Wednesday, July 15, 2009

Review: Artemis Fowl

His intelligence is well beyond any mortal let alone for his age. For months Artemis has been on the trail to find a fairy (yes, fairies exists) because fairies have a magic book. Why would he want this book? Because he wants to exploit the fairies and get their gold. With a fairy’s magical book he will know all their secrets, how they operate, how they do things and most importantly,  how to make himself rich and doesn't care whether if there is war between Fairy and Man. 

Eoin (pronounced Owen) Colfer is the bestselling author of a series called Artemis Fowl which the first book is also named after. Eoin has created a world where Fairies, Trolls and Dwarves exist but humans know nothing of (well except the ones that do) and if they happen to mistakenly glimpse them, the fairies have magically imbued technology that allows them to make them forget.


Artemis Fowl is a story which details about a boy called Artemis Fowl whose mother is sick and his father has gone missing. He is taken care of by a family called the Butler’s who have looked after (both as nanny and bodyguard) the Fowl family for centuries. The Butlers’ loyalty to the Fowl’s is second to none and they are raised knowing they will be protecting the Fowl family, so when Artemis has an idea about capturing a fairy (which can lead to cross-species war) Butler follows along loyally no questions asked.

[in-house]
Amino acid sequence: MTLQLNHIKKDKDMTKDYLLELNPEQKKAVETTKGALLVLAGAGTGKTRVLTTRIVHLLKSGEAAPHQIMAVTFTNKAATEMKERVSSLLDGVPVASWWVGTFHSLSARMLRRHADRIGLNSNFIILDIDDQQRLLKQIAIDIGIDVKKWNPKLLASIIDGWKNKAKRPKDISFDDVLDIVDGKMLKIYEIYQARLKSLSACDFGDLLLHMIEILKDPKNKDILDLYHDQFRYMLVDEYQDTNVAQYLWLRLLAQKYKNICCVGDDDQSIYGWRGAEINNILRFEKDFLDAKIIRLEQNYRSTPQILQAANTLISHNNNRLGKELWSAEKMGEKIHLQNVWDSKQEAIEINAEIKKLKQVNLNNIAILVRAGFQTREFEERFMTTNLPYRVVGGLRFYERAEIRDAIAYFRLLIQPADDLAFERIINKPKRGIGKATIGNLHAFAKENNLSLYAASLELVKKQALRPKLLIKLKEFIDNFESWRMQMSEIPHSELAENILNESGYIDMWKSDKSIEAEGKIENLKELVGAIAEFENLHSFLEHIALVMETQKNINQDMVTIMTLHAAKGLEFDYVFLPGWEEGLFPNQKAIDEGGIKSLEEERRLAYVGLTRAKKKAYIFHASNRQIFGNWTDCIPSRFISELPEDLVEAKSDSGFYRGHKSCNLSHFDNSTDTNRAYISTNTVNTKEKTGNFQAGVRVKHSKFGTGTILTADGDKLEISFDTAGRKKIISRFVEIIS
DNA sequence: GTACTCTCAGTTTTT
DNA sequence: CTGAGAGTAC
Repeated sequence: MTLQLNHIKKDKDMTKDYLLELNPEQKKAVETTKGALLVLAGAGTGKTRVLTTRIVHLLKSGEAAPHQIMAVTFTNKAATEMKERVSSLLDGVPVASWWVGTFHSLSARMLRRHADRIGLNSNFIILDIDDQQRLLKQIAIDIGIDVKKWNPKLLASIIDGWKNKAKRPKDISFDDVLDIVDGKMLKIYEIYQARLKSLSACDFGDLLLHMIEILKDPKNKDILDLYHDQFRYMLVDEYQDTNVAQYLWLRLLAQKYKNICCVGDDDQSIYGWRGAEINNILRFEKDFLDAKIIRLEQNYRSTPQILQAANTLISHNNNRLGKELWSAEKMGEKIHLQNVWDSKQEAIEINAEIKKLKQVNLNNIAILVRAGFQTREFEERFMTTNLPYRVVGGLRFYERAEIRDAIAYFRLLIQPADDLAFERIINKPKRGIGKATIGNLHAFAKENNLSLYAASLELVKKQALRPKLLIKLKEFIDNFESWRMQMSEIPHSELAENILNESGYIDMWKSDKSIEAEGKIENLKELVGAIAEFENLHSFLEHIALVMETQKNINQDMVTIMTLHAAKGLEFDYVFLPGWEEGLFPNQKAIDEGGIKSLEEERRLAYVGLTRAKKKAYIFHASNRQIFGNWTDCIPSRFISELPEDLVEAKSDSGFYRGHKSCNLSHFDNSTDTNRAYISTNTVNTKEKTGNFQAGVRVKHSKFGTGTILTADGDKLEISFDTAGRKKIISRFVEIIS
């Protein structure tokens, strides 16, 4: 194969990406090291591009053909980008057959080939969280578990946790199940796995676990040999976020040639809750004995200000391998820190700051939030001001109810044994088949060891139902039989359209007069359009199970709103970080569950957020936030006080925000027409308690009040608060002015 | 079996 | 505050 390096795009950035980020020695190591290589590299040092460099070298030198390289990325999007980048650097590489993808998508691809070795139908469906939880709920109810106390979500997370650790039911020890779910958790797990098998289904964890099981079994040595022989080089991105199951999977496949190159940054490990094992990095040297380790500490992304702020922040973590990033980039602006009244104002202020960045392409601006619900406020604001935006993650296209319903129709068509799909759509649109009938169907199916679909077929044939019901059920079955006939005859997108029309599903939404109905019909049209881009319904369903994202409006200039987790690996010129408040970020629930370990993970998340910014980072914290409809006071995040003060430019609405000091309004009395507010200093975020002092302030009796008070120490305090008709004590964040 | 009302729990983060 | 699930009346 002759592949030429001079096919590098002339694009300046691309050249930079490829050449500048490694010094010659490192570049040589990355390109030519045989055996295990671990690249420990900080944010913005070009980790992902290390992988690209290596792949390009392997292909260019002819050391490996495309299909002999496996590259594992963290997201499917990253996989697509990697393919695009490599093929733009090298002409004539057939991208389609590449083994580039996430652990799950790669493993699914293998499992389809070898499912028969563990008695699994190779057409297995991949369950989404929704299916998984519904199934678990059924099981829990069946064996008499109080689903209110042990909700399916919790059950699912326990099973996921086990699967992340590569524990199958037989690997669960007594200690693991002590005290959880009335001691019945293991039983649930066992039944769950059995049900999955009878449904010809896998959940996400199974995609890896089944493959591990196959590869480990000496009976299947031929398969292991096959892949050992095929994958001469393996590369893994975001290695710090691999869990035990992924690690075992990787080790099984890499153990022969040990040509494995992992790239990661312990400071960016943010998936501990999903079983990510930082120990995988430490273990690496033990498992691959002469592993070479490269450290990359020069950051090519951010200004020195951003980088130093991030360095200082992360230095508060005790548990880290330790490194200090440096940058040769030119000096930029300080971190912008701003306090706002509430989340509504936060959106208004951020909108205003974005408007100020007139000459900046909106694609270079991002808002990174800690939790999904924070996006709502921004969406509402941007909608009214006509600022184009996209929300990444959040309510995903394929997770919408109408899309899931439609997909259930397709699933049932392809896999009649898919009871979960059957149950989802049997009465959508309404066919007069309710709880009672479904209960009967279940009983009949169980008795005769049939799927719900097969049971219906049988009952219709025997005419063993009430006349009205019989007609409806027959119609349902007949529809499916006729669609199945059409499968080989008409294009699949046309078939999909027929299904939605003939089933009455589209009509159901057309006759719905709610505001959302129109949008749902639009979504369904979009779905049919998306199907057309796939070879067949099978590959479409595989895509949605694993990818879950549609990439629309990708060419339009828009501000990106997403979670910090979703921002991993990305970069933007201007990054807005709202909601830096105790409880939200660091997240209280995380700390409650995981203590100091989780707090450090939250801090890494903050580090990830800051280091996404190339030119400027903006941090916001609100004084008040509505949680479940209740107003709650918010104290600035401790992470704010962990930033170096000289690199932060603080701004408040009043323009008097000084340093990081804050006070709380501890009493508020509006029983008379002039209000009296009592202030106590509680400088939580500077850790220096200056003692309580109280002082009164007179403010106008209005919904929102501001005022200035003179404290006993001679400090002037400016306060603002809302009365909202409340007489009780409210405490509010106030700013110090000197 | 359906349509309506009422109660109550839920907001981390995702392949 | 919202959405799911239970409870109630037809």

I found this book to be a very fast paced book. It had lots of planning and scandals and it won’t take you long to finish (because you don’t really want to put it down). Artemis is a very intelligent boy and is portrayed as a villain (because he tries to exploit another race to get gold) yet there is still a 12 year old boy yearning for his mother and father. This is probably where the skills of Eoin Colfer shine, as children can really relate with Artemis on this level. I have been brought up with certain images and understandings of Fairies and Dwarves and if you want to change them, those changes better be good. However, Colfer really changes the way they are in his book, they are definitely unique but the changes aren’t to my liking and I have a suspicion that he changed it for a greater ‘young male’ readership. Although with that said, this book can be enjoyable for ‘young female’ readers as well. One of the main characters in the book is a female fairy called Holly Short who is strong and vibrant which I am sure all girls want to be as well.


I will surely pick up the next book Artemis Fowl: The Arctic Incident as this book was such a lively read.  

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